Last week, I was asked by Brian Aspinall to do an Ignite talk at the Canadian EdTech Leadership Summit in Toronto. Despite the fact that this would be my first Ignite talk, I didn’t struggle to come up with a topic. Several months ago, I wrote a blog post called No, We’re Not Toning it Down. This post was inspired by educators who all have something in common; they have all been told to tone it down, by their colleagues, because their actions were making some feel uncomfortable, perhaps even threatened.
For my Ignite talk, not only did I want to share the content of my post, I wanted to go one step further. I wanted share ideas for those in leadership positions to help empower these visionary teachers who may be feeling their passion diminished by those less willing to change, the resistors, so I asked a question : How do leaders create the conditions to empower visionary teachers?
Here are five ideas I shared in my Ignite. I hope that these ideas will inspire leaders, and in turn allow them to empower the visionary teachers in their schools.
Don’t Lower the Bar to Meet Diminished Expectations
Don’t allow those with lower expectations to set the precedent. In a school environment, administrators need to set the bar high, and pull the resistors, and those reluctant to change, up to a higher level of excellence. They need to capitalize on the skill set of their change agents, and leverage this capital to meet teachers where they are, and then take them on a journey.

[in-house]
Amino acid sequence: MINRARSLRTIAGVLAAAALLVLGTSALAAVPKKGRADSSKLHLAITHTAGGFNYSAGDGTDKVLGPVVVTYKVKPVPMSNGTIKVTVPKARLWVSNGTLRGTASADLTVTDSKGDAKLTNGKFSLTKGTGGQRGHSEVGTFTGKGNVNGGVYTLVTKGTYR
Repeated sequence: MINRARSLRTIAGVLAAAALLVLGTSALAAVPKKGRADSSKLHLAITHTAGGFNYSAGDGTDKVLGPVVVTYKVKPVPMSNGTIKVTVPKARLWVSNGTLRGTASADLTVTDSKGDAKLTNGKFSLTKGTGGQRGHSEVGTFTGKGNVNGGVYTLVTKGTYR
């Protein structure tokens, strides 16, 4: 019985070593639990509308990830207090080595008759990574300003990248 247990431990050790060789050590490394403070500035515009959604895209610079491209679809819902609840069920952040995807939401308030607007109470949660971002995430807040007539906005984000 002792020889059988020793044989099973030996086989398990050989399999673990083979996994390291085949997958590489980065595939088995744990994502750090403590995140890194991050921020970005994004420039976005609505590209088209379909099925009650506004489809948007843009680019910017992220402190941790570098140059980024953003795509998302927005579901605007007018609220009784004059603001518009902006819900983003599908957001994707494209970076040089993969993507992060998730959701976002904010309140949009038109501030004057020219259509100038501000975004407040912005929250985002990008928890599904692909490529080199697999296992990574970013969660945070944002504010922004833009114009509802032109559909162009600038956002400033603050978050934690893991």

Publicly Celebrate Achievements
Make some noise. When educators do incredible things, don’t keep it to yourself, don’t be quiet. Publicly celebrate their achievements. No one wants to be called out for not doing something. The more attention we draw to the achievements of others, the more pressure we apply on the resistors. Create a culture that makes the resistors feel like they are in the minority.
Connect to the Heart by Cultivating Relationships and Instilling Trust
As leaders, we need to invest time in cultivating relationships with exemplary educators. These individuals can sometimes feel deflated, and this provides the affirmation that they are on the right path, that we trust what they are doing, and that risk-taking is a valued commodity. In turn, we unleash their talents, empower them to try new things, and instill a level of confidence that will propel them to become leaders within their schools and at the system-level.
Lead by Example
Don’t be a hypocrite. If you’re going to ask others to do something that you are unwilling to do yourself, then don’t ask. How many times do we hear leaders telling others about the importance of risk-taking, and not model this in their own profession? Do yourself, what you ask of others, and make it visible.
Listen to Concerns
Listen, I mean really listen. Listen to the concerns of all stakeholders. You need to lend an empathetic ear to truly appreciate where people are coming from and what might be holding them back. Ensure that you sincerely offer your support to help them in their journey forward. This goes back to the importance of cultivating relationships.